A new class of treatment processes called Advanced Reduction Processes (ARPs) has been developed and employed for destroying persistent organic contaminants in wastewater. ARPs combine reducing reagents with activating methods to produce highly reactive reducing free radicals. These ARPs have the potential to effectively destroy a wide range of oxidized contaminants such as chlorinated organics, perchlorate, nitrate, nitrite, chromate, arsenate, selenate, bromate and a number of radionuclides. Sponsored by Qatar National Research Fund (QNRF) under the National Priorities Research Program (NPRP), this research is the first effort to chart the boundaries of this new group of treatment processes applied to degrading chlorinated organics by reductive dechlorination. ARPs were applied for destroying 1,2-dichloroethane (DCA) which is detected in industrial wastewaters and sludges in several petrochemical and oil and gas industries. The literature indicates that DCA is very difficult to destroy using conventional treatment processes. This novel approach of ARPs has the potential to effectively destroy this persistent contaminant because ARPs overcome kinetic limitations of conventional processes by producing highly reactive reducing free radicals that can rapidly destroy chlorinated contaminants.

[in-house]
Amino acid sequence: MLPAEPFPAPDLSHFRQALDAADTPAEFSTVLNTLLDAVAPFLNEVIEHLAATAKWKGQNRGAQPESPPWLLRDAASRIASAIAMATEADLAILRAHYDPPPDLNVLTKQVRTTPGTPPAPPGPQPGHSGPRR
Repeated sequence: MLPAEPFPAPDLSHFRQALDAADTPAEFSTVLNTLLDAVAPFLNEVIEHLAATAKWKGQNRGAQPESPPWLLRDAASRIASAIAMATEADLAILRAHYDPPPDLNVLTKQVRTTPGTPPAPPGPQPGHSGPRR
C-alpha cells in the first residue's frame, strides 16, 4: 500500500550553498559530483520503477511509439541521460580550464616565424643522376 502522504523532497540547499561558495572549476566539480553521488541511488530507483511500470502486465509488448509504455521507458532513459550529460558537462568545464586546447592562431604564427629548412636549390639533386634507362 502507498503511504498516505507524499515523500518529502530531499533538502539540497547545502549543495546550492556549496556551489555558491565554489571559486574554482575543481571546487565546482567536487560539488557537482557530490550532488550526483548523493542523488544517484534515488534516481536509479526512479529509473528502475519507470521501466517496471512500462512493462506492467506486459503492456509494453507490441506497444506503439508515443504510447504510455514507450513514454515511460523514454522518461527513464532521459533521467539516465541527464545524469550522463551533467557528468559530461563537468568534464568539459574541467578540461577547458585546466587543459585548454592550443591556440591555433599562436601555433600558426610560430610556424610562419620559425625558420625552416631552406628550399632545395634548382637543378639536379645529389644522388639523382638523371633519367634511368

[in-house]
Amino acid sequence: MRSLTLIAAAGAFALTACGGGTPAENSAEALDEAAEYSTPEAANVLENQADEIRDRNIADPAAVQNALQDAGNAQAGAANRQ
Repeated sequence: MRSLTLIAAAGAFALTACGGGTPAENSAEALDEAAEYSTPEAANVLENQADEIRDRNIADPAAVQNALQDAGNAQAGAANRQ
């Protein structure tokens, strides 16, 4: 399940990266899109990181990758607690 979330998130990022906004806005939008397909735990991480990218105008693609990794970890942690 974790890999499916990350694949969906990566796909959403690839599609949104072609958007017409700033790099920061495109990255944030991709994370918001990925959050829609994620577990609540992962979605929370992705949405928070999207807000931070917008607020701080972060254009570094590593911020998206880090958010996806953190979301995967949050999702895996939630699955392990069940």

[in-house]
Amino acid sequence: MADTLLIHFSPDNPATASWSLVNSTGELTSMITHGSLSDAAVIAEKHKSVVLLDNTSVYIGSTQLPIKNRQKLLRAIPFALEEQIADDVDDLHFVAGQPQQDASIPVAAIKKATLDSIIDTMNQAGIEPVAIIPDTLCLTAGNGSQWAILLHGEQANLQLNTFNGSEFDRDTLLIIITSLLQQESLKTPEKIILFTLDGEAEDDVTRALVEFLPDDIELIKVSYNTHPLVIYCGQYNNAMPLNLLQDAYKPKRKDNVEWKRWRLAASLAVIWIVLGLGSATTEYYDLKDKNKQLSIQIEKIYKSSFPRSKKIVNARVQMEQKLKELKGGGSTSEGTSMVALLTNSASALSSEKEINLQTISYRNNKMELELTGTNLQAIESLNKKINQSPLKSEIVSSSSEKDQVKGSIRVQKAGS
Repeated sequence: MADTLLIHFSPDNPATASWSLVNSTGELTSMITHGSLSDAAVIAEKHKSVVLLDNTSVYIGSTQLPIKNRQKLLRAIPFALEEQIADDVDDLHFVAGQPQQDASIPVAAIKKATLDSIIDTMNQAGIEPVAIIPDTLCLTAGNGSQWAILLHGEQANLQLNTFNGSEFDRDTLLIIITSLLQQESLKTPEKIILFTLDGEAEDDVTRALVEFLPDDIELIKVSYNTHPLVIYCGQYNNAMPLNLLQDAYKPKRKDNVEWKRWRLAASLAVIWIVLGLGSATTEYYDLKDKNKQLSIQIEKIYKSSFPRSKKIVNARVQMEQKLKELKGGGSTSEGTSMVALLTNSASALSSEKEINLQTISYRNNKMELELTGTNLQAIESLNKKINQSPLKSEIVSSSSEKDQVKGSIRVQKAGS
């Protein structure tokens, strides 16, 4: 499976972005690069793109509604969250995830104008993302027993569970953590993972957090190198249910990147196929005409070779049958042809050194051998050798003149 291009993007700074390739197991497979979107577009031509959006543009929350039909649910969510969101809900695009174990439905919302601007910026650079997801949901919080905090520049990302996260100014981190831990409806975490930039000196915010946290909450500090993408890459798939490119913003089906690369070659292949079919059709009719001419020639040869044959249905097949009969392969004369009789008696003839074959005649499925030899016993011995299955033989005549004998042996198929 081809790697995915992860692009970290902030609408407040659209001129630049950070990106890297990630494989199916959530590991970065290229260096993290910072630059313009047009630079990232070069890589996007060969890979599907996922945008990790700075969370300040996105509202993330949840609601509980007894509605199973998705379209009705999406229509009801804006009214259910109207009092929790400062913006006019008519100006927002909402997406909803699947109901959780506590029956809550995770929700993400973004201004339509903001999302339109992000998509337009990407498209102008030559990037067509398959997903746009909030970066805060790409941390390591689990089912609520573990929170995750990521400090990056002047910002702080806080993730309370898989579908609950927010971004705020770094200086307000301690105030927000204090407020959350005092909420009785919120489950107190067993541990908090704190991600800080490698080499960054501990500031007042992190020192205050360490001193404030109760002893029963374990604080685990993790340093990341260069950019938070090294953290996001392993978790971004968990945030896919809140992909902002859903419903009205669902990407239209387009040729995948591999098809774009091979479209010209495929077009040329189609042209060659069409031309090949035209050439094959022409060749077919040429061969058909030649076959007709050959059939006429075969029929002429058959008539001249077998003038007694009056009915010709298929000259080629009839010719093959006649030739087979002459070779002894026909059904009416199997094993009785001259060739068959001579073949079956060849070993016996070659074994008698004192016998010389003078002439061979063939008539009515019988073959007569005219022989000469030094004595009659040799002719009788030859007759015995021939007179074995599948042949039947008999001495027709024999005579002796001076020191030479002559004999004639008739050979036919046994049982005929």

Batch experiments were conducted with all combinations of reducing reagents (4) and activating methods (3) resulting in 12 potential ARPs being evaluated against one target compound (DCA). The reagents evaluated are dithionite, sulfite, sulfide, and ferrous iron. The activating methods evaluated are UV light generated by medium-pressure lamps (UV-M), UV light generated by narrowband lamps (UV-N), and microwave irradiation (MW). Over 90 % degradation of DCA was accomplished using S2O42- as the reducing agent and medium-pressure UV lamp as the activating method. The rate of DCA degradation was rapid indicating that the kinetics would not limit the practical application of ARPs for efficient removal of DCA from wastewater.


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